Take notice of the contrast between Ellie in a fuchsia-pink, floral-adorned dress and the baby blue, geometrically inclined sweater vest and black sport jacket combination donned by Carl: colors and patterns often associated with classic girl/boy cultural connotations (especially in mid-twentieth century America, the estimated setting of the shot), a subtle implication to, and appropriate enough for, the child-bearing revelations that subsequently follow. The deep, opaque black of Carl’s blazer and large-framed glasses deviates from the pastel-hued throw blanket as well as the more saturated deep wash of Ellie’s dress and the emerald green grass, visually distinguishing Carl himself from the rest of the contents in the frame emphasizing that the film is conceptually his story, about his mourning and his redemption.
Ellie and Carl occupy the center of the frame, symmetrically accentuating the corner of the blanket they lay on (which “points” up to the edge of screen). In between them, an empty space that could be occupied with the possibilities of a family, possibilities that Ellie herself literally points upwards to in the baby-silhouetted clouds of the sky above. The cast shadows of the tree branches cut the frame in half horizontally, perhaps leading to infer upon the mystery of the unknown future and it’s limitless potential for life (the living tree, the seasonal flowers, the fresh grass) and, as the inevitable end of the montage leads us to, death (the tree, flowers, and grass all, too, will perish).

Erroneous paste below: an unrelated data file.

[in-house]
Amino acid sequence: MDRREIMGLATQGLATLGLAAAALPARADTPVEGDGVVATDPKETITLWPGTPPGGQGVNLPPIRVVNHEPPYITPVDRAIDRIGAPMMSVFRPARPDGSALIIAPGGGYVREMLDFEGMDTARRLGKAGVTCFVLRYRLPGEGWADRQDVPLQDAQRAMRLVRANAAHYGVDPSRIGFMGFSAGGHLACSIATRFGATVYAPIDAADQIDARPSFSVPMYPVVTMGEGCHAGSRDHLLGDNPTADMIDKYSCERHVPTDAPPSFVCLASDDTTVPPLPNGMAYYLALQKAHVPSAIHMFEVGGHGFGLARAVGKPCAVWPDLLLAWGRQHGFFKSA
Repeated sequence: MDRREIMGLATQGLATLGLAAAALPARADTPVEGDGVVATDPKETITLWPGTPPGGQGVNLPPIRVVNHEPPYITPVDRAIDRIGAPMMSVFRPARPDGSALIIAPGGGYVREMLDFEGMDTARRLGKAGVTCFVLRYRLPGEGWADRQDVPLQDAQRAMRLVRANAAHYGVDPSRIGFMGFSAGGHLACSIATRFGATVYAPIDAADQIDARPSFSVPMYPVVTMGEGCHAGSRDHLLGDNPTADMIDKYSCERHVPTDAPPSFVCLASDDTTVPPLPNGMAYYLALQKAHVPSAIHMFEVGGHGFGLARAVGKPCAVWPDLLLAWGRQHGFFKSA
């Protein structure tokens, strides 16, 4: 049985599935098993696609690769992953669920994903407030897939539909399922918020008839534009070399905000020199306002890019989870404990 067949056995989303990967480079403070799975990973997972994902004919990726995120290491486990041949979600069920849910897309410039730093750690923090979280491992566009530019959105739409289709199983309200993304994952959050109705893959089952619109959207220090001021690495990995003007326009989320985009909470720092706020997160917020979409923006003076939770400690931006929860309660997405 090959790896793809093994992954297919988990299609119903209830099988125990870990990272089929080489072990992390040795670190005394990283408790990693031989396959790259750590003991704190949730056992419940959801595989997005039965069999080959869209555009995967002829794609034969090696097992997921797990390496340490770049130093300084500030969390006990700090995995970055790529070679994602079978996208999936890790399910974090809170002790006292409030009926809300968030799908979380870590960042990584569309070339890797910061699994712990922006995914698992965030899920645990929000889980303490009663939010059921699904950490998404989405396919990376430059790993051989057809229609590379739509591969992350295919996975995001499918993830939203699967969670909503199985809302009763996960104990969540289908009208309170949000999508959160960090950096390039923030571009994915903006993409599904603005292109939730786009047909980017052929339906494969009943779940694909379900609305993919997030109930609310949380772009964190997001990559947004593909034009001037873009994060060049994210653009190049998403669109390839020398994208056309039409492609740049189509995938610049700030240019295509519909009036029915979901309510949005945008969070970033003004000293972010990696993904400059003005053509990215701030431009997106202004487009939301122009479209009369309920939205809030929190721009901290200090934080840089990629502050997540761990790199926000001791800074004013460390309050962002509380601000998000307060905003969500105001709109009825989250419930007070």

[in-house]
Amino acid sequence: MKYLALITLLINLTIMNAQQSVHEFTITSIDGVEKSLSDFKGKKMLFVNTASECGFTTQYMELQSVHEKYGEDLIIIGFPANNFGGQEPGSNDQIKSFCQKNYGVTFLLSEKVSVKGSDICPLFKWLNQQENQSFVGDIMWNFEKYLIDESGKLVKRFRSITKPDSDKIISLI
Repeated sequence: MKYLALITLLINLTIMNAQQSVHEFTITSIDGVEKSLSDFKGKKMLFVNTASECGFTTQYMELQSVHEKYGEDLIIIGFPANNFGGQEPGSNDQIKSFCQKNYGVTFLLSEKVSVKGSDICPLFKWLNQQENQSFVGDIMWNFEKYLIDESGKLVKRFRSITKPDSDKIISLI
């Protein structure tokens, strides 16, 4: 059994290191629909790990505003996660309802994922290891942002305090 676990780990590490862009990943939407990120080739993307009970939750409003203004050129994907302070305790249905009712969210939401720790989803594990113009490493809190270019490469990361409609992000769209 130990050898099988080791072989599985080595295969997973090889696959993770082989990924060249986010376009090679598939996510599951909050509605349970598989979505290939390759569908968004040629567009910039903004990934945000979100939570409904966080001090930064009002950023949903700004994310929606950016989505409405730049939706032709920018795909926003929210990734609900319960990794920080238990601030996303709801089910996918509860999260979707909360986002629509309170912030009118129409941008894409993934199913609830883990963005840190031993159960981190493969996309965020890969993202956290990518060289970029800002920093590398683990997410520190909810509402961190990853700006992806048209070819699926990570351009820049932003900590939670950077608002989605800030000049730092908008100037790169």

However, in keeping with the established idea that this is indeed Carl’s story of redemption, the sky up above signifies not only the birth and passing of life (again, the baby-clouds and in contrast, the assumed belief in Heaven, as is evidenced by the church funeral), but also the rebirth of life as well. The camera at Ellie’s side is an important detail not only in the intricacies of the plot (photographs are a recurring theme throughout), but in respect to the actual moment of time captured in the shot.
Photographs are exactly that, a moment of time (i.e. life) captured; existing to remind us that this (this moment, this time, this life), too, will pass. With that understanding, the film’s archetypal story elevates and transforms itself to boy-meets-life/boy-lives-life/boy-loses-life/boy-gets-life-back.
This is the second entry in the ongoing series “Observations on a Shot.” Click here for the previous entry.